Shalom Life | November 24, 2014

Group Sues Detroit for Saying No to 'Leaving Islam' Ads

Provocative campaign deemed unfit for Detroit by city transit.

By: Dan Verbin

Published: May 28th, 2010 in News » World

Group Sues Detroit for Saying No to 'Leaving Islam' Ads

An American group calling itself Stop Islamization of America (SIOA) is generating attention for its campaign of provocative ads so far seen on buses in Miami and New York. The ads, entitled “Fatwa on your head?” ask “Is your community or family threatening you? Leaving Islam?” They feature a link to a website “for people who are thinking of leaving Islam or are leaving Islam and need resources” to protect themselves.

The controversy seems to be further heating up with SIOA’s attempt to get their ads displayed on buses in Detroit, whose metropolitan area numbers the highest concentration of people with Middle Eastern backgrounds in the US. A quarter of a million Muslims live in nearby Dearborn and Detroit’s northern suburbs are home to a large Arab Christian population.

The bus authority in Detroit has told SIOA, run by Manhattan-based conservative blogger Pamela Geller and funded by online readership, that it has made the decision not to run their ads, prompting Geller’s organization to file a federal lawsuit this week in the US District Court for the Eastern District of Michigan.

Geller is alleging that the bus authority’s unwillingness to accept her ads is a violation of her free speech under the First Amendment. She has stated that she will take the cast all the way to the Supreme Court if necessary.

“It is against the law, and I tell you, those ads will go up whether they like it or not,” Geller told the Washington Times.

A similar reluctance to run the ads on the part of Miami’s transit authority occurred. However, a lawsuit initiated by Geller impelled the city to reverse its decision within less than 24 hours.

Geller, whose group is currently trying to stop a proposed mosque from being build near the site of the World Trade Center, told CNN that religious Muslims who are offended by the advertisements should “ignore it.”

She went on to say that “it’s not directed to them.”

In an interview with conservative Sean Hannity on his radio show, Geller said, “It’s time for Americans to stand up against the evil of Islamic jihadi terrorism and Islamic supremacism.”

The Council on American-Islamic Relations (CAIR) in New York called the ads “Islam bashing.”

“Islamaphobes are notorious for their cheap tactics that seek to marginalize American Muslims and divide communities,” CAIR Community Affairs director Faiza Ali said in a statement. “Pamela Geller uses the same tactics as tobacco companies, hiding the cancerous nature of her agenda behind a smokescreen of feigned concern. Geller is free to say what she likes, just as concerned community members are free to critique her tactics and movites.”

Geller hit back, calling CAIR an “unindicted co-conspirator Muslim-brotherhood front for Hamas-tied organizations.”

Geller is referring to the US Justice Department’s designation of CAIR as an unindicted co-conspirator in a Hamas terror funding case.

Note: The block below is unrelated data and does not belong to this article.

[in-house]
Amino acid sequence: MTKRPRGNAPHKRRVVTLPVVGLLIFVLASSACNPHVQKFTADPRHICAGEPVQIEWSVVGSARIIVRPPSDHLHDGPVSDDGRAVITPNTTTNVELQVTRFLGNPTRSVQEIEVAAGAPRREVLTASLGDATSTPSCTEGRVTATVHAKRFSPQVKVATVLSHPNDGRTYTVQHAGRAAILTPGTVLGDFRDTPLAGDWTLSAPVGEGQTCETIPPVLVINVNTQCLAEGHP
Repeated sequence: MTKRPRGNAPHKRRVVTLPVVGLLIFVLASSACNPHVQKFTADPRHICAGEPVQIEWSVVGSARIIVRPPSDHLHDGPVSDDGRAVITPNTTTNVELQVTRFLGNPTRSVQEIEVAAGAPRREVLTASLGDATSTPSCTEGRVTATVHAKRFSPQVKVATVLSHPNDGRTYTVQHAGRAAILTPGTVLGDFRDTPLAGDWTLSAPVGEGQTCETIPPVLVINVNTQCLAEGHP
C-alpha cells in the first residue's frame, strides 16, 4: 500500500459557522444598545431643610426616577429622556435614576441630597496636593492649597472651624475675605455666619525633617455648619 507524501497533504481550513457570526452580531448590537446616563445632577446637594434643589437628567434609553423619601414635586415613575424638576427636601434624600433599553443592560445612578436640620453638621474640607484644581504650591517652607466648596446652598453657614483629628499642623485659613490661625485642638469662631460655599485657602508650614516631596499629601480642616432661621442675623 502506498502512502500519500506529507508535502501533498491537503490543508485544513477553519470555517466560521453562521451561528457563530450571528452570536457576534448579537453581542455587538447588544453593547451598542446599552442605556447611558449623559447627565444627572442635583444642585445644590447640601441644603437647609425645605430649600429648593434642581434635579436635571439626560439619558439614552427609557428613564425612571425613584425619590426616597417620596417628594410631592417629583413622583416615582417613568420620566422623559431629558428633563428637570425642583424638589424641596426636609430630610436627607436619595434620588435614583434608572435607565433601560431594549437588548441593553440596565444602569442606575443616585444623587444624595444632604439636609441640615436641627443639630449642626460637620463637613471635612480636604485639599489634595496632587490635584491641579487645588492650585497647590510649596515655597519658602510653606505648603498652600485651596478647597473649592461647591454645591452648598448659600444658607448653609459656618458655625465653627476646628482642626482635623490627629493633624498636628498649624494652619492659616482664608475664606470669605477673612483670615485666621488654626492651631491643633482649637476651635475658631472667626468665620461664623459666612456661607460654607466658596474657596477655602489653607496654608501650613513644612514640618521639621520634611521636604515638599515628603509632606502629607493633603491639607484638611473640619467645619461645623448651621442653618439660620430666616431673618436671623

While controversy over the bus ads erupted in Miami, according to the New York Metropolitan Transit Authority (MTI), New York has not received any complaints so far against the campaign, which is running for one month on NYC subway cars and buses.

“We have not gotten complaints on it, to be honest,” Aaron Donovan, a NY Transit spokesperson, told CNN.

He noted that in April, MTI ran subway ads of a group called whyislam.org, which advocates for the exploration of the Quran and attempts to “challenge popular stereotypes and misconceptions about Islam.”

Dawud Walid, the executive director of CAIR Michigan, told the Washington Times that even if the ads run in Detroit, he expects they will only cause “puzzlement” among Muslims.

“If she’s planning to put those Islamophobic ads in Detroit, she’s wasting her time,” he said.

Geller responded that the SIOA campaign has gone national to counter bus ads in Florida that encourage people to convert to Islam.

The controversy involves the question of whether Muslims are free to leave Islam without fear of reprisal, with Geller pointing to cases such as that of 17-year old Rifqa Bary, who ran away from her parents’ Ohio home and ended up staying with a Christian minister in Florida after she converted. During the custody dispute, her Muslim parents have denied that she will be in harm if she goes back home.

Geller cites a fatwa issued by Al-Azhar University in 1978 that stated, “This man has committed apostasy he must be given a chance to repent, and if he does not, then he must be killed, according to Sharia.”

However, Walid denied Geller’s reference, calling her a “well-known anti-Muslim bigot” in the Washington Times, and saying, “She makes no distinction between extremist Muslims and mainstream Muslims.”

In an interview with the NY Daily News, Geller told the newspaper that it doesn’t bother her if Muslims find the ads offensive.

“Will it bother Islamic supremacists? Yes,” she said.

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